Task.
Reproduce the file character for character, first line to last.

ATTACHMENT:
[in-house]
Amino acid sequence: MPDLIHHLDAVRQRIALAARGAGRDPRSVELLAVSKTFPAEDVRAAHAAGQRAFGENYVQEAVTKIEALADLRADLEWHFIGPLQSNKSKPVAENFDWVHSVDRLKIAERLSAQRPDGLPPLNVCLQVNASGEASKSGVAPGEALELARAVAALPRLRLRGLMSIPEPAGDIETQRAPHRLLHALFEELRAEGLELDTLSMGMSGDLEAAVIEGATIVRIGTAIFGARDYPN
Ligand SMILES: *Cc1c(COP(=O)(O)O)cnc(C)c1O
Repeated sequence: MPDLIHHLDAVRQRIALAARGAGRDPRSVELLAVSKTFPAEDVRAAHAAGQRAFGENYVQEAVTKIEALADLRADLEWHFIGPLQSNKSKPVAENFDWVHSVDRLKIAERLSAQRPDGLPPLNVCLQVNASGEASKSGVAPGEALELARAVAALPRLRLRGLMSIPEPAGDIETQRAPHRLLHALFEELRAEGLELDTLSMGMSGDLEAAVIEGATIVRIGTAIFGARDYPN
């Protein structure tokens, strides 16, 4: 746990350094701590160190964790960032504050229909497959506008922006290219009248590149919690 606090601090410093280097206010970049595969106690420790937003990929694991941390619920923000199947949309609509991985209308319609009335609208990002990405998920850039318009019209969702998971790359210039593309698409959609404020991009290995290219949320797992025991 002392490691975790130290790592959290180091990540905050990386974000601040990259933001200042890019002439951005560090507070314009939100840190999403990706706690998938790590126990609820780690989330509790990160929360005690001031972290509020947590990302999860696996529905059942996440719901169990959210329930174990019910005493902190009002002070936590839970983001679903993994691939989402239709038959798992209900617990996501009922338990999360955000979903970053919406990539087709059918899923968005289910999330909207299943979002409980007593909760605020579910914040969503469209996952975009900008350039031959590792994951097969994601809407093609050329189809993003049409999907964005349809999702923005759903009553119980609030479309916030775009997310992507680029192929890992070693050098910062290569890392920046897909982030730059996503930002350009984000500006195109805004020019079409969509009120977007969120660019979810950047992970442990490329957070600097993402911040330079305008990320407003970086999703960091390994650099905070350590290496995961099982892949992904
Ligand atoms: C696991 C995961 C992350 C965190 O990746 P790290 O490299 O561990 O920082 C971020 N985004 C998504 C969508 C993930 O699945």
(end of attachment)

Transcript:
[in-house]
Amino acid sequence: MPDLIHHLDAVRQRIALAARGAGRDPRSVELLAVSKTFPAEDVRAAHAAGQRAFGENYVQEAVTKIEALADLRADLEWHFIGPLQSNKSKPVAENFDWVHSVDRLKIAERLSAQRPDGLPPLNVCLQVNASGEASKSGVAPGEALELARAVAALPRLRLRGLMSIPEPAGDIETQRAPHRLLHALFEELRAEGLELDTLSMGMSGDLEAAVIEGATIVRIGTAIFGARDYPN
Ligand SMILES: *Cc1c(COP(=O)(O)O)cnc(C)c1O
Repeated sequence: MPDLIHHLDAVRQRIALAARGAGRDPRSVELLAVSKTFPAEDVRAAHAAGQRAFGENYVQEAVTKIEALADLRADLEWHFIGPLQSNKSKPVAENFDWVHSVDRLKIAERLSAQRPDGLPPLNVCLQVNASGEASKSGVAPGEALELARAVAALPRLRLRGLMSIPEPAGDIETQRAPHRLLHALFEELRAEGLELDTLSMGMSGDLEAAVIEGATIVRIGTAIFGARDYPN
């Protein structure tokens, strides 16, 4: 746990350094701590160190964790960032504050229909497959506008922006290219009248590149919690 606090601090410093280097206010970049595969106690420790937003990929694991941390619920923000199947949309609509991985209308319609009335609208990002990405998920850039318009019209969702998971790359210039593309698409959609404020991009290995290219949320797992025991 002392490691975790130290790592959290180091990540905050990386974000601040990259933001200042890019002439951005560090507070314009939100840190999403990706706690998938790590126990609820780690989330509790990160929360005690001031972290509020947590990302999860696996529905059942996440719901169990959210329930174990019910005493902190009002002070936590839970983001679903993994691939989402239709038959798992209900617990996501009922338990999360955000979903970053919406990539087709059918899923968005289910999330909207299943979002409980007593909760605020579910914040969503469209996952975009900008350039031959590792994951097969994601809407093609050329189809993003049409999907964005349809999702923005759903009553119980609030479309916030775009997310992507680029192929890992070693050098910062290569890392920046897909982030730059996503930002350009984000500006195109805004020019079409969509009120977007969120660019979810950047992970442990490329957070600097993402911040330079305008990320407003970086999703960091390994650099905070350590290496995961099982892949992904
Ligand atoms: C696991 C995961 C992350 C965190 O990746 P790290 O490299 O561990 O920082 C971020 N985004 C998504 C969508 C993930 O699945």